Mammary Mellor and the Crying Sword
I was thirteen the first time I saw a so-called grown-up cry. In real life, I mean, not on TV. Back then grown-ups on TV were always blubbing, especially the soap stars. Didn't matter if they were men, women, or something interesting in between – soon as life got tricky, they'd start to blart. It was pathetic.
The grown-up I want to tell you about, though - the one I saw dissolving into tears one rainy Wednesday afternoon when I was thirteen years old - was a teacher, not a soap star. And not some young girl fresh out of college, either - all boobs and perfume and short skirts and please-call-me-Mary.
For starters, this was a bloke, and a big bloke at that. His name was Mr Wilkinson, so for a while he'd been known as The World's Finest Blade. That was a bit of a mouthful, though. We soon started calling him The Sword instead.
The Sword taught Metalwork. This was around the time Metalwork and Woodwork got lumped together under a fancy new label – Craft, Design and Technology. They called it that to make craft teachers sound like they'd got more than half a brain cell between them, but it didn't fool us.
The Sword wasn't thick, though. He'd been around for as long as anyone could remember, and he was some piece of work. I've said he was big, but that doesn't cover it. Huge is what he was, built like Mike Tyson, with a voice that could rupture eardrums at fifty paces. And he'd written the rule book on class control. You didn't see anyone making paper aeroplanes in The Sword's lessons. Even my mate Andy Simms didn't muck about during Metalwork.
‘What's the height of strain?' Andy would ask me.
‘Teeth marks on the lavatory seat,' I'd say.
‘What's the height of stupidity?' he'd ask.
I forget the answer to that one, but messing about with The Sword would have fitted the bill.
I need to tell you a bit more about Andy, and I'd better introduce you to Mammary Mellor while I'm at it. They've both got pretty important parts to play here. After all, if it hadn't been for Mammary, the guy in leather would never have turned up, and The Sword would never have cried.
And Andy wouldn't have made all that money from hiring out his bra.
Miss Mellor turned up at Manor Comp at the start of our second year, and as soon as Andy copped a load of her bumps, he renamed her Mammary Mellor. It stuck. The lads in our class just couldn't believe her chest. Whatever blouse or jumper old Mammary happened to be wearing, her breasts always seemed to be right on the point of bursting out of it. When she wore things with buttons, Andy'd take bets on how many minutes of the lesson we'd get through before the first one popped.
Mammary was our new English teacher, but she almost didn't make it through the first month. She made all the usual mistakes, of course, and some that were entirely her own. Her biggest boob by far, though – and one that almost finished her off - was giving Andy a detention for farting in class.
The following morning he told everyone he'd pushed her into the stock-cupboard. He said he'd locked the door on her and kept farting through the keyhole until she cracked. He said he'd only let her out again after he got the bra and pants off her, plus a promise that she'd never pick on him again.
Some of it might even have been true. I've known Andy since primary school and he's always been a mad bugger. A smelly one, too. When it comes to farting, Andy could win cups for England.
Anyway, after that all the kids started giving poor old Mammary a hard time – she was one of those teachers you just had to wind up – and she went sick pretty smartish. She was off for weeks, and we ended up with about a million different supply teachers.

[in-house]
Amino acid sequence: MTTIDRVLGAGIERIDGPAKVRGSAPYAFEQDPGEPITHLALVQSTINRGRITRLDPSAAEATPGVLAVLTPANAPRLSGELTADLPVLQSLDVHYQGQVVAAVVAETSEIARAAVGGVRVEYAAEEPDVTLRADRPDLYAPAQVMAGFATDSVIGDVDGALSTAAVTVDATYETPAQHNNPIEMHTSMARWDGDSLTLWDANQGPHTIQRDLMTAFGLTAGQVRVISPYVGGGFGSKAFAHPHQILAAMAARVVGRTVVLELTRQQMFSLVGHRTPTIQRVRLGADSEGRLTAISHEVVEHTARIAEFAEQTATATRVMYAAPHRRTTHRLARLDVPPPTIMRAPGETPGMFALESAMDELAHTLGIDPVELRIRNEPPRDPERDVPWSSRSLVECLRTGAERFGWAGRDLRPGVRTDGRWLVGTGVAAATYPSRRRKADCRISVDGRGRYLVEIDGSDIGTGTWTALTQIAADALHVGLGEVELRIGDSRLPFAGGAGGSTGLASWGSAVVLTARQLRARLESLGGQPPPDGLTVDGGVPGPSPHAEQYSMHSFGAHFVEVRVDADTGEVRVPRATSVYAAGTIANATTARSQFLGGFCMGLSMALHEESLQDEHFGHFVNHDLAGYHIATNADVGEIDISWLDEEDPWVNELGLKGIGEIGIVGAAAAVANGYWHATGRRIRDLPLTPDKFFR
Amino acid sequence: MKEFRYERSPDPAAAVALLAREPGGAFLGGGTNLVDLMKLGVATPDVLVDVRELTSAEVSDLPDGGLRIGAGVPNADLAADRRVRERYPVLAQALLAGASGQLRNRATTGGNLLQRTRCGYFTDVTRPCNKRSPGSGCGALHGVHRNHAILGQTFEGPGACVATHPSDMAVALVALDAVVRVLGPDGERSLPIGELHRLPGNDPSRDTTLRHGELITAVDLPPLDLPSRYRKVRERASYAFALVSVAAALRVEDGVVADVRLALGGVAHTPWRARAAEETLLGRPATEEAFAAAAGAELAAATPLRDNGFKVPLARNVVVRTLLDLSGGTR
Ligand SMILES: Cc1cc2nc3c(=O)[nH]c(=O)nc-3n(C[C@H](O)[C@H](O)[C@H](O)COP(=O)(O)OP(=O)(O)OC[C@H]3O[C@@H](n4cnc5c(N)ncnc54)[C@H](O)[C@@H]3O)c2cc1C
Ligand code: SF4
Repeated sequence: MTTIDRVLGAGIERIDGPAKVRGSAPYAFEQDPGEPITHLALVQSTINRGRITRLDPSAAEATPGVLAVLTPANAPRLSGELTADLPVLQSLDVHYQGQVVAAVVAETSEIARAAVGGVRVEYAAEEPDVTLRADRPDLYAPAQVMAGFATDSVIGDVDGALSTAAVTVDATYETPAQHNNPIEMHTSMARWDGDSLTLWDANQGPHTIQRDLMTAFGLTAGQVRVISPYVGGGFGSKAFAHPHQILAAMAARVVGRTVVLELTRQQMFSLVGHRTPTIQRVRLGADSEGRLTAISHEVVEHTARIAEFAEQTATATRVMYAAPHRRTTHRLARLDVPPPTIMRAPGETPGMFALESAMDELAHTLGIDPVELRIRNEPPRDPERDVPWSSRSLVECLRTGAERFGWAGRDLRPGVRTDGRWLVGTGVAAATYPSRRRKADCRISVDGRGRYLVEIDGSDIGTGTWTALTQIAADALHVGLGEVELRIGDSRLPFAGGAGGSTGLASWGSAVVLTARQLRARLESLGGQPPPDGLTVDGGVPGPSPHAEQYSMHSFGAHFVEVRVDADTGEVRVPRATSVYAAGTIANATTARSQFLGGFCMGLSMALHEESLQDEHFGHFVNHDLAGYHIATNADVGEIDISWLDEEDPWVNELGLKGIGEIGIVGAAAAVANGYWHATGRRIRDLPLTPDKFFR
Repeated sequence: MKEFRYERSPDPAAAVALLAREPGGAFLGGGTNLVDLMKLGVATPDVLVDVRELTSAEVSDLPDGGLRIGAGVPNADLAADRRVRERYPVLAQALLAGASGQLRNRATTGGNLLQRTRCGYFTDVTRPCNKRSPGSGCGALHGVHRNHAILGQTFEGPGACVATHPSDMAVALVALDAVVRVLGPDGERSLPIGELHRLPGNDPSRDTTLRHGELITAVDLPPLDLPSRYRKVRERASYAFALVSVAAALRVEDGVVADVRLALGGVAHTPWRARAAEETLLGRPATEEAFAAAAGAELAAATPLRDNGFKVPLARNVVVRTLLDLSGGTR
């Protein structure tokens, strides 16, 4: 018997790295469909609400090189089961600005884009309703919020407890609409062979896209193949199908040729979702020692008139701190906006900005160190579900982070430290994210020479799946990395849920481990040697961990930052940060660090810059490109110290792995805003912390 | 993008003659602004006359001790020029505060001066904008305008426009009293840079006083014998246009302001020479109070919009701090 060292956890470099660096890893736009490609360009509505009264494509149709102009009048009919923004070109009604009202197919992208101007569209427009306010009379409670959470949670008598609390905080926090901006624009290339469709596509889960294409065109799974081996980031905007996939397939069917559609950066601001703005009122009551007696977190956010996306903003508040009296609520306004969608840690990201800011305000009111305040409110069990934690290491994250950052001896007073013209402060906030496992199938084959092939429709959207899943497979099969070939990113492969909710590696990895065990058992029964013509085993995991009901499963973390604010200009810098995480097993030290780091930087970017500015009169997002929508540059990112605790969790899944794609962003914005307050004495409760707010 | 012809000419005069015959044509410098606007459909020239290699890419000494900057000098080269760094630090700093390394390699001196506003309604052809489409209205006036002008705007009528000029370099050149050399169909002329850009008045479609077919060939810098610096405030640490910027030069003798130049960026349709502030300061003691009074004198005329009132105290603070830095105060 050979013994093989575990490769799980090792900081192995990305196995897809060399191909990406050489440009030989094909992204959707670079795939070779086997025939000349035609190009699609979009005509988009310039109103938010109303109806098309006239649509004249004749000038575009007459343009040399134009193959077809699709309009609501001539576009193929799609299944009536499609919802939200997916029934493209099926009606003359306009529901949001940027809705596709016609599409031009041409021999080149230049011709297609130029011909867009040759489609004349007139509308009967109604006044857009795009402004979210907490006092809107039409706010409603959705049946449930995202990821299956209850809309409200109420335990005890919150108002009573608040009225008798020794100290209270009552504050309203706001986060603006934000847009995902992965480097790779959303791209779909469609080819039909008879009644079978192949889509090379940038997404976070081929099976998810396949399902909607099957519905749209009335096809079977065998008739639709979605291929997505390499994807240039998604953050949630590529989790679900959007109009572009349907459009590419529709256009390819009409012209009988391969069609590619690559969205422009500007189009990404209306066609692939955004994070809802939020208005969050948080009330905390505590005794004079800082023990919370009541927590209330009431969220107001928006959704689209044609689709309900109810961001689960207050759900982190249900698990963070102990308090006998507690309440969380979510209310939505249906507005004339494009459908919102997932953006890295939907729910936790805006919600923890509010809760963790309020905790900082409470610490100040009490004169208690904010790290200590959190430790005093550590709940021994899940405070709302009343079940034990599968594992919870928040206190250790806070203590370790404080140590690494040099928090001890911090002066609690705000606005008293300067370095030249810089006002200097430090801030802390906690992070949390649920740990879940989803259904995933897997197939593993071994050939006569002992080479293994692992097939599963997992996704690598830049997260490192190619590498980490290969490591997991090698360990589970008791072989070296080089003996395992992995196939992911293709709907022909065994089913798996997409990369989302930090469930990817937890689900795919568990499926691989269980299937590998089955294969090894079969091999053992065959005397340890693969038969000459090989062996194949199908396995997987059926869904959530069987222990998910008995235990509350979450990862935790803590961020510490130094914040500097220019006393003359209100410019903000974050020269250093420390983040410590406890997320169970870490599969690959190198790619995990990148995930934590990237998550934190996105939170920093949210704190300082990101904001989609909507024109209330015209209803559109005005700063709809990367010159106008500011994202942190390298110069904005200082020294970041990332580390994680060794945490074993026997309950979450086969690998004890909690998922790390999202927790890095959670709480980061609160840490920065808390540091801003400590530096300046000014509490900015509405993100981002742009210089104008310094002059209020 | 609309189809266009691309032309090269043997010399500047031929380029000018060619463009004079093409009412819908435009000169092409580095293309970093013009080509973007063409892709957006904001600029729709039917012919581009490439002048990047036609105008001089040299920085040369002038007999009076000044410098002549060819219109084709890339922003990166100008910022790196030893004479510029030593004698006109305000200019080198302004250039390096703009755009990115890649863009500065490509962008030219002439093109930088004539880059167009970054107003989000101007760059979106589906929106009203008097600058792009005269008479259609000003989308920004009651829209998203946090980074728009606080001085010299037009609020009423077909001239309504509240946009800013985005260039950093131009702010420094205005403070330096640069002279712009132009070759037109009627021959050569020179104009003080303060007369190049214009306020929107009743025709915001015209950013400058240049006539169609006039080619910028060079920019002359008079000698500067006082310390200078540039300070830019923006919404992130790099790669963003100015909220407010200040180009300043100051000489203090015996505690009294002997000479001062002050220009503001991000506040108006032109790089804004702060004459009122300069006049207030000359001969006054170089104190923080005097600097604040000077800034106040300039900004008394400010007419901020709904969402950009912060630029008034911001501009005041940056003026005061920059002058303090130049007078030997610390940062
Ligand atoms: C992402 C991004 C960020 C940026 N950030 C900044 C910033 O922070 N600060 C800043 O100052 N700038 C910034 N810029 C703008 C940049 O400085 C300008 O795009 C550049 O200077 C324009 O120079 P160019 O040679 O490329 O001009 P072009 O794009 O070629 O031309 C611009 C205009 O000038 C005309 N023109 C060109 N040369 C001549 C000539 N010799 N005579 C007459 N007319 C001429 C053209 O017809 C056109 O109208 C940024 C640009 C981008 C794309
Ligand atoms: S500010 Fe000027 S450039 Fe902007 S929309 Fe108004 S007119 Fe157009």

Mammary left on a Thursday. On the following Monday Andy came to school with what he said was her bra in his duffle bag - a 36 D-cup with a hint of perfume when you pushed your nose into the soft parts. Miss Mellor's Massive Mammary Memories, he called it. Andy let me have the first sniff for 10p. It was great! She wasn't much of a teacher, but Mammary had a decent face and a fantastic figure going for her, and like my mum always used to say, credit where credit's due.
For a couple of weeks Andy didn't have enough pockets to hold all the 10p pieces that came tumbling his way.
It was Colin Birch who first told us that The Sword had been in the SAS.
‘Bog off,' said Andy.
‘It's true,' said Colin. ‘He's killed people. Got medals for it. He's got one of them secret SAS signs tattooed on his arse.'
I looked at Andy. Andy looked at me. Colin was the kind of kid who believed you when you told him NASA was planning a manned mission to the sun - one that was scheduled to touch down at night for safety reasons.
‘How d'you know about the tattoo, Colin?' I said.
‘He's been looking through The Sword's bedroom window when he drops his kegs,' said Andy.
‘Swivel, you two!' said Colin.
We didn't believe the SAS thing, but The Sword certainly looked like he might have been something military. You didn't get arms and legs like that unless you worked out.
The week Mammary arrived, I saw The Sword push his car - a hulking great Rover - up the steep slope leading to the school car park. It had conked out just as he reached the main gates, and a bunch of us gathered around grinning and nudging each other. He had Mammary in there with him, giving her a lift to school. We nudged each other some more.
‘Time you flogged it for scrap and got yourself a decent motor, sir...'
‘You have to put petrol in 'em, y'know...'
‘Forget to wind up the elastic band this morning, sir..?'
The Sword never smiled much, and he didn't smile then. He just got out of his car and glared down at us.
‘Shift out the way, lads,' he said. ‘Let the fox see the rabbit.'
We didn't need telling twice. We shifted.
I remember he wound down the window, all slow and calm. Mammary started to get out, but he told her to stay put. Then he put his left hand on the wheel, his shoulder to the doorframe, and he pushed.